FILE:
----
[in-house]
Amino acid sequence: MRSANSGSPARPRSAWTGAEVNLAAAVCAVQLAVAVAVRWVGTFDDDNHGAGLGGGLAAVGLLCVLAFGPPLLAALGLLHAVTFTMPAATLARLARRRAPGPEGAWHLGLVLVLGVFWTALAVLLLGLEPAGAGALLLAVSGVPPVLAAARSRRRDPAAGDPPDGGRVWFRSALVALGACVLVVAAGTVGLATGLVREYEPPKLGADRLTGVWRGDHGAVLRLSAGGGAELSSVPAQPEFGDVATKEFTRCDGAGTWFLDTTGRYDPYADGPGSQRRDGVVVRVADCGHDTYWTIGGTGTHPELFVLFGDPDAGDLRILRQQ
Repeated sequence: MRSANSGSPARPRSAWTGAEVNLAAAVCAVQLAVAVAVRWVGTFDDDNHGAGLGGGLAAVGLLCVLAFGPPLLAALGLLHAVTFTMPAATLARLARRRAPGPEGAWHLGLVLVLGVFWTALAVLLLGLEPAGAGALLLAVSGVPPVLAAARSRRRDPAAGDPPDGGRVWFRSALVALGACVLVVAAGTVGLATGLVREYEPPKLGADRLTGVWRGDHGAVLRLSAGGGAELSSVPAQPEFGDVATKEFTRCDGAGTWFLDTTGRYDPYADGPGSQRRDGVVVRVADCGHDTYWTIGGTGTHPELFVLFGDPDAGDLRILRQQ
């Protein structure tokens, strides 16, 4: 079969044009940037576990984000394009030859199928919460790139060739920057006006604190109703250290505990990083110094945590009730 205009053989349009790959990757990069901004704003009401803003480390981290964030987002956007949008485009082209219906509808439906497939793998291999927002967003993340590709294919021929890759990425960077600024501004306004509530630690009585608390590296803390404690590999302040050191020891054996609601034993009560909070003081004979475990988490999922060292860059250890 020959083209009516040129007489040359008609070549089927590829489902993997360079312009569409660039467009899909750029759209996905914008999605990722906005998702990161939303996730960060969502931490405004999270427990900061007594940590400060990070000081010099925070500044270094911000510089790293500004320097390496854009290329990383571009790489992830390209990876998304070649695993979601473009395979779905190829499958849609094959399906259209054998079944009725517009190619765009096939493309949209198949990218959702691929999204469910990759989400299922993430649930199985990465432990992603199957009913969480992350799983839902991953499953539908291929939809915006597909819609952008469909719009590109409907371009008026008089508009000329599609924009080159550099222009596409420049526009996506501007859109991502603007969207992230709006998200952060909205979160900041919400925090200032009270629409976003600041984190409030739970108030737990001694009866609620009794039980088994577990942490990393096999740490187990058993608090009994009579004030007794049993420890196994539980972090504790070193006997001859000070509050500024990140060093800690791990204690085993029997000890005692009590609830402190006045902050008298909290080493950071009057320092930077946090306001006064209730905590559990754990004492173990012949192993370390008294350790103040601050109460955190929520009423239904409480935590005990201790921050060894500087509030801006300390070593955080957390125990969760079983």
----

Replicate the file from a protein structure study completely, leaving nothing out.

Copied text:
[in-house]
Amino acid sequence: MRSANSGSPARPRSAWTGAEVNLAAAVCAVQLAVAVAVRWVGTFDDDNHGAGLGGGLAAVGLLCVLAFGPPLLAALGLLHAVTFTMPAATLARLARRRAPGPEGAWHLGLVLVLGVFWTALAVLLLGLEPAGAGALLLAVSGVPPVLAAARSRRRDPAAGDPPDGGRVWFRSALVALGACVLVVAAGTVGLATGLVREYEPPKLGADRLTGVWRGDHGAVLRLSAGGGAELSSVPAQPEFGDVATKEFTRCDGAGTWFLDTTGRYDPYADGPGSQRRDGVVVRVADCGHDTYWTIGGTGTHPELFVLFGDPDAGDLRILRQQ
Repeated sequence: MRSANSGSPARPRSAWTGAEVNLAAAVCAVQLAVAVAVRWVGTFDDDNHGAGLGGGLAAVGLLCVLAFGPPLLAALGLLHAVTFTMPAATLARLARRRAPGPEGAWHLGLVLVLGVFWTALAVLLLGLEPAGAGALLLAVSGVPPVLAAARSRRRDPAAGDPPDGGRVWFRSALVALGACVLVVAAGTVGLATGLVREYEPPKLGADRLTGVWRGDHGAVLRLSAGGGAELSSVPAQPEFGDVATKEFTRCDGAGTWFLDTTGRYDPYADGPGSQRRDGVVVRVADCGHDTYWTIGGTGTHPELFVLFGDPDAGDLRILRQQ
């Protein structure tokens, strides 16, 4: 079969044009940037576990984000394009030859199928919460790139060739920057006006604190109703250290505990990083110094945590009730 205009053989349009790959990757990069901004704003009401803003480390981290964030987002956007949008485009082209219906509808439906497939793998291999927002967003993340590709294919021929890759990425960077600024501004306004509530630690009585608390590296803390404690590999302040050191020891054996609601034993009560909070003081004979475990988490999922060292860059250890 020959083209009516040129007489040359008609070549089927590829489902993997360079312009569409660039467009899909750029759209996905914008999605990722906005998702990161939303996730960060969502931490405004999270427990900061007594940590400060990070000081010099925070500044270094911000510089790293500004320097390496854009290329990383571009790489992830390209990876998304070649695993979601473009395979779905190829499958849609094959399906259209054998079944009725517009190619765009096939493309949209198949990218959702691929999204469910990759989400299922993430649930199985990465432990992603199957009913969480992350799983839902991953499953539908291929939809915006597909819609952008469909719009590109409907371009008026008089508009000329599609924009080159550099222009596409420049526009996506501007859109991502603007969207992230709006998200952060909205979160900041919400925090200032009270629409976003600041984190409030739970108030737990001694009866609620009794039980088994577990942490990393096999740490187990058993608090009994009579004030007794049993420890196994539980972090504790070193006997001859000070509050500024990140060093800690791990204690085993029997000890005692009590609830402190006045902050008298909290080493950071009057320092930077946090306001006064209730905590559990754990004492173990012949192993370390008294350790103040601050109460955190929520009423239904409480935590005990201790921050060894500087509030801006300390070593955080957390125990969760079983």